With Black Friday a confirmed success, and Cyber Monday by all indications a blockbuster as well, Amazon.com (AMZN) is off to the races. It's beginning to look a lot like Christmas for the cyber retailer and its shareholders. One analyst projects the company will grow at better than 30% per year through 2013.
There's just one problem for new investors looking to profit from this amazing phenomenon: the stock price.
The One Thing That's Not Cheap at Amazon.com
At more than 100 times annual earnings, a share of Amazon.com is anything but a bargain. And while the high price is great news for folks who bought the stock way back when, it does pose a dilemma for stock shoppers: We know Amazon's business is going great guns, but how do we participate in its success without overpaying?
Actually, it's easier than you think to get a piece of the action at Amazon.
Stop and think about Amazon's business model for a moment. How is it, exactly, that Amazon transforms an order you type in on your home computer into a smile-emblazoned package on your doorstep -- all in as little as 48 hours?
There are at least three distinct steps involved. Let's take a look.
The Credit Card Companies
While it's theoretically possible to pay for things on Amazon using your checking account, I suspect most of us take the default option. We pay our Amazon bills with a credit (or debit) card -- MasterCard (MA) or Visa (V), American Express or Discover. It's convenient as a mouse click, but don't forget -- every time you click that mouse, the credit card company collects a fee.
It's a small fee, but the more the mouse clicks, the more the money adds up. Last year, MasterCard collected $6.4 billion from operating its tollgate business (not all from Amazon, but enough). Visa notched a cool $9.2 billion. More important than the gross figures, though, is what they add up to for investors. At roughly 21 times earnings apiece, a share of either MasterCard or Visa offers you a way to participate in Amazon's sales success, but pay a P/E ratio just one-fifth of what a share of Amazon will cost you.
If you're a true bargain hunter, take a look at AmEx (AXP) or Discover (DFS), which trade for just 12.2 times and 6.5 times earnings, respectively.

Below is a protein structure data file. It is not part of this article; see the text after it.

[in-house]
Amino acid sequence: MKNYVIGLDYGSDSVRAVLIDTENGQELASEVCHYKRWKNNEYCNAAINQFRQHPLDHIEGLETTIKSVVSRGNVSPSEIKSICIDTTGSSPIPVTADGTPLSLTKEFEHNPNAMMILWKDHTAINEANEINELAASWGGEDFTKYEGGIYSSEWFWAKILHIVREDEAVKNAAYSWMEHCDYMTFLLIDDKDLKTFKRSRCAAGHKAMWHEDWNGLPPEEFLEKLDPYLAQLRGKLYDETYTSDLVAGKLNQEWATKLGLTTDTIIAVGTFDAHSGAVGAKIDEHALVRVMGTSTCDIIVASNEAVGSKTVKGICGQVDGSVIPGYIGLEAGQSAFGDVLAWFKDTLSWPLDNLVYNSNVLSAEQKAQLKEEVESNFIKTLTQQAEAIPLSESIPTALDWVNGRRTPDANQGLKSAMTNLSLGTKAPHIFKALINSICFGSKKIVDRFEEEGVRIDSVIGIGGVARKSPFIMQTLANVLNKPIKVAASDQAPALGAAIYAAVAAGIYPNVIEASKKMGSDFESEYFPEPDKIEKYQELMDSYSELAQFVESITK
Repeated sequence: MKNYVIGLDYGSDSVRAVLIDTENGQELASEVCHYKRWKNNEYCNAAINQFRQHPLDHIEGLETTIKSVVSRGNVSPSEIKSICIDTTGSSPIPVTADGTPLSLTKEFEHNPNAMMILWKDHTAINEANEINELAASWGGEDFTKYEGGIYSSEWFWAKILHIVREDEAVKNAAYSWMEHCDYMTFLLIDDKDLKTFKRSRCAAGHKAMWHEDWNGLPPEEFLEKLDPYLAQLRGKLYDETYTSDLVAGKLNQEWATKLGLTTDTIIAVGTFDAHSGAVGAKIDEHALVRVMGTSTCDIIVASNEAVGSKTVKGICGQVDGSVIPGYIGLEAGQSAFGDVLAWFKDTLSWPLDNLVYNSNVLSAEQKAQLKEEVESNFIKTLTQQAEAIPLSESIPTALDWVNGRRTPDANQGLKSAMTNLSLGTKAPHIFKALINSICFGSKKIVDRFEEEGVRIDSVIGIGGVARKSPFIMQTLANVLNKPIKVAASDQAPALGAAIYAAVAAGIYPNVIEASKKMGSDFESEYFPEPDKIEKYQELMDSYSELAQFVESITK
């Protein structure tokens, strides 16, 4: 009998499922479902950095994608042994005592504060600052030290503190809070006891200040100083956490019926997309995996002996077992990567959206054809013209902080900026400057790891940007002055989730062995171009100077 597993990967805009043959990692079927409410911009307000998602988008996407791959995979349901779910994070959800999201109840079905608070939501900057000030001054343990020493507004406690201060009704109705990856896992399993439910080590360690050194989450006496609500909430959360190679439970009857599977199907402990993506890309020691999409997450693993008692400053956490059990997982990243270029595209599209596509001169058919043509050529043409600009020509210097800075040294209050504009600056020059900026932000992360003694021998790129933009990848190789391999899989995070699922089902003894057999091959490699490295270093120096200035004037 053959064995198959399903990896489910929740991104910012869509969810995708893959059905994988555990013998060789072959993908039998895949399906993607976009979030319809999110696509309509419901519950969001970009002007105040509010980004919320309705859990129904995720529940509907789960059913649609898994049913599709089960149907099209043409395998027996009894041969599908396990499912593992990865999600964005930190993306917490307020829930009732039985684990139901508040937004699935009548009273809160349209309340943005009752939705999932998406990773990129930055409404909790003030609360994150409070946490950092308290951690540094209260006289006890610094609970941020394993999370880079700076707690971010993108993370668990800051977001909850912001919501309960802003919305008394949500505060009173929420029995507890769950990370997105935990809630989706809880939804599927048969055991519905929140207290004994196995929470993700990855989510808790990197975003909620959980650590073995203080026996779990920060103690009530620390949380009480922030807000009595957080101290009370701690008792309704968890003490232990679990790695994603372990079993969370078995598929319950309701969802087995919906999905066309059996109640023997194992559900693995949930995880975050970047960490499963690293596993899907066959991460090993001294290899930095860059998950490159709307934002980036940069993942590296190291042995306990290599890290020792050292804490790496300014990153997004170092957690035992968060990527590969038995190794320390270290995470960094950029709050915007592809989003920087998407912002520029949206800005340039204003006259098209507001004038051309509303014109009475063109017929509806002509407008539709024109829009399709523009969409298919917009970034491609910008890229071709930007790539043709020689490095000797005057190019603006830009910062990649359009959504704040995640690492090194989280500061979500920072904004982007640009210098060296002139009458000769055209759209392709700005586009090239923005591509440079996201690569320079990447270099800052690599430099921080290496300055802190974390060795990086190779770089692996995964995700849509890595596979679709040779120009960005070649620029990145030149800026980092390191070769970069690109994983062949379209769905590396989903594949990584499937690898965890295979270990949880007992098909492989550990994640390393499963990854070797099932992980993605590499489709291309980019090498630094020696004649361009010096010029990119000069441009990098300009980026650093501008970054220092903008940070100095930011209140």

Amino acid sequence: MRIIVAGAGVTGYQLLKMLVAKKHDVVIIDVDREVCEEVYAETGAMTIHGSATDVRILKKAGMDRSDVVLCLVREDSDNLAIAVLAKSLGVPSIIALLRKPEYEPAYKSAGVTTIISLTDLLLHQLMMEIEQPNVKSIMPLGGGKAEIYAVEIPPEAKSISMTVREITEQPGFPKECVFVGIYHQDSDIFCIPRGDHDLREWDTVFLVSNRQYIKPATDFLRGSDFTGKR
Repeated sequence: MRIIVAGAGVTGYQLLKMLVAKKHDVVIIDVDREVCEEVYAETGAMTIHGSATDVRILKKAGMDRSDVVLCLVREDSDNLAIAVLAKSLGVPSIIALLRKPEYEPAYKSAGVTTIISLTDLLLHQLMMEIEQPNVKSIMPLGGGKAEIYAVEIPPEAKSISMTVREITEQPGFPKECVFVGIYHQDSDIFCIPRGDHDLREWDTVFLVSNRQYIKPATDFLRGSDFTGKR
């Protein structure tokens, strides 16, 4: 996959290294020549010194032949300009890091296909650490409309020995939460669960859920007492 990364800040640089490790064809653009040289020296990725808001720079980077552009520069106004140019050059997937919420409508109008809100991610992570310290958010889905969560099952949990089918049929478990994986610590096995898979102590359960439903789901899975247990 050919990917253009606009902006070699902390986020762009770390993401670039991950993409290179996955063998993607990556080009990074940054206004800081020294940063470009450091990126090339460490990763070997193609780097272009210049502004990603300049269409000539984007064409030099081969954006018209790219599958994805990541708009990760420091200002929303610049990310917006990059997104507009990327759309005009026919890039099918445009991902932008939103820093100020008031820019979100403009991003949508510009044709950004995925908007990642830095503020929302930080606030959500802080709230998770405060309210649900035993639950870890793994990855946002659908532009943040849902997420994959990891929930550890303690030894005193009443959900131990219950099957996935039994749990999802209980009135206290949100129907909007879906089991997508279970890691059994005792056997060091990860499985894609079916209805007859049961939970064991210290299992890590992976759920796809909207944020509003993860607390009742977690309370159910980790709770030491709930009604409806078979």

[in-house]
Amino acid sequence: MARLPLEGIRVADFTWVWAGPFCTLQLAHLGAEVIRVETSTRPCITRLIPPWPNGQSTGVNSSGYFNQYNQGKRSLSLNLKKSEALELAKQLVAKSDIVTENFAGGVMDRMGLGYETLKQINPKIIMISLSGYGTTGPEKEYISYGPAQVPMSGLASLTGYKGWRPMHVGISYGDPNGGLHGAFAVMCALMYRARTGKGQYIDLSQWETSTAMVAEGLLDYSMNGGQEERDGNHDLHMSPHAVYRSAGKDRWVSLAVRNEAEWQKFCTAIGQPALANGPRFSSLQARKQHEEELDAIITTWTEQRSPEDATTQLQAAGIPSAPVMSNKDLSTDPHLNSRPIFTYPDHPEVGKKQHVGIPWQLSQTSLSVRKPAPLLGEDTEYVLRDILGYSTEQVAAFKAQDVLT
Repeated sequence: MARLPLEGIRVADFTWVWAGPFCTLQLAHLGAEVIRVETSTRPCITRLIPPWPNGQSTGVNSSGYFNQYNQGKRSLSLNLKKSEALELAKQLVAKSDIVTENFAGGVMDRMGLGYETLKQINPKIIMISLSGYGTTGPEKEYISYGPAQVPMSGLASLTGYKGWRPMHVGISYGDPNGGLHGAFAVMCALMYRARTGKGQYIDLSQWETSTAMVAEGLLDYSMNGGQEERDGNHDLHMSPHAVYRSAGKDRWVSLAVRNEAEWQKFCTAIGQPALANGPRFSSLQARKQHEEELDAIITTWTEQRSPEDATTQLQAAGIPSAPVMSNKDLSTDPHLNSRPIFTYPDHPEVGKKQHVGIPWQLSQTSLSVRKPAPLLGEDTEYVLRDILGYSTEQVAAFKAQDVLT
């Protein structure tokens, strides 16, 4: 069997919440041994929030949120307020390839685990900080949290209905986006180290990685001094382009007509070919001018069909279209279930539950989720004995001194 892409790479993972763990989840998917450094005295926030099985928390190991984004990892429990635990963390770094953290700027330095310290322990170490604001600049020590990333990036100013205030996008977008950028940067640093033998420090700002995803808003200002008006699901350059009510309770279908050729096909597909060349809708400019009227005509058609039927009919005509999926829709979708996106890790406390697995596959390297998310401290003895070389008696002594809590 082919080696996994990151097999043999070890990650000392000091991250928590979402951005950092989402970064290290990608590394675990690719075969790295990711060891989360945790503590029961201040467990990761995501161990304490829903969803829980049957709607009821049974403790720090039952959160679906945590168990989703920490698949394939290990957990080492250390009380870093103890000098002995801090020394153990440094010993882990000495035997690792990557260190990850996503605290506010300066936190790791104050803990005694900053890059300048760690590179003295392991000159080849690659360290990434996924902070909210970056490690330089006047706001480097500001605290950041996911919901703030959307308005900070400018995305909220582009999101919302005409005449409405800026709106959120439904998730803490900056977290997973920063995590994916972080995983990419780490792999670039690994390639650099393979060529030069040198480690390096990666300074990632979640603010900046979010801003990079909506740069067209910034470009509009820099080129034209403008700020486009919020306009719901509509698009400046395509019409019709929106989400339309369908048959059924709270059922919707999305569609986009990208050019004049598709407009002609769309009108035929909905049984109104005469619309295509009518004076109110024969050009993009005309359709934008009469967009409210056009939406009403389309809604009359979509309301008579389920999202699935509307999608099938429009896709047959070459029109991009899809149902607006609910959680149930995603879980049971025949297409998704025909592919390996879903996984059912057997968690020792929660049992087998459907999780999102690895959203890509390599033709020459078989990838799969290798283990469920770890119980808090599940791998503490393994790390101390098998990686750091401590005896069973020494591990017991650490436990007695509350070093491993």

My next two stocks riding Amazon's coattails also come in paired form: FedEx (FDX) and UPS (UPS). Sure, once you've bought an item on Amazon, it may arrive at your doorstep courtesy of your friendly neighborhood postman. (Though judging from the headlines, he loses money on every delivery he makes.) More often than not, though, it's the low rumble of a big white FedEx or brown UPS truck that announces your package's arrival.
With these two companies, investors get two new ways to invest in Amazonian growth. Of the two, FedEx is the slightly cheaper option, while UPS pays the better dividend (2.9%). Either way, at 17 times earnings each, the stocks offer bargain-priced alternatives to investing in Amazon itself.
The Box Makers
I have a question for you now. Once FedEx or UPS has delivered you a package from Amazon, have you ever looked at the box? I mean really looked at the box? You should.
Chances are, this time of year, you've got a few Amazon boxes piled up next to the front door already, so go grab one. (Go ahead and look. I'll wait.)
Now turn that box upside-down, and look for a circular stamp, about 2 inches in diameter. If you find one, chances are it's going to tell you that the box was manufactured by a publicly traded box maker. It could be Rock-Tenn (RKT), Sonoco Products (SON), Packaging Corp. (PKG), or Temple-Inland (TIN) (soon to be International Paper). Whichever company it is, I can tell you one thing for sure: It trades for less than a 100 P/E ratio.
Buying box makers isn't usually at the top of most investors' wish lists, you see, and with lack of interest comes lower stock prices. Packaging Corp. and Sonoco shares both cost less than 15 times earnings, which makes them two of the cheapest "Amazon plays" we've looked at so far. Rock-Tenn doesn't cost much more, at roughly 20 times earnings.
And all four of these stocks manage to pay a nice dividend yield, to boot, which is a trick even Amazon hasn't managed just yet. Just goes to show you: There's more than one way to skin a cat ... and at least 10 good ways to invest in Amazon.com on the cheap.
Editors note: While these companies admittedly do not receive a large portion of their income from Amazon, they are intrinsically linked to the online retail revolution. While Amazon is not the only player in this field, their growth can be considered a proxy for the shift in consumer spending habits toward more online purchases.
Motley Fool contributor Rich Smith does not own shares of any companies named above. The Motley Fool owns shares of FedEx, Rock-Tenn, United Parcel Service, and MasterCard. Motley Fool newsletter services have recommended buying shares of Visa, Amazon.com, and FedEx. Motley Fool newsletter services have recommended creating a write covered strangle position in American Express.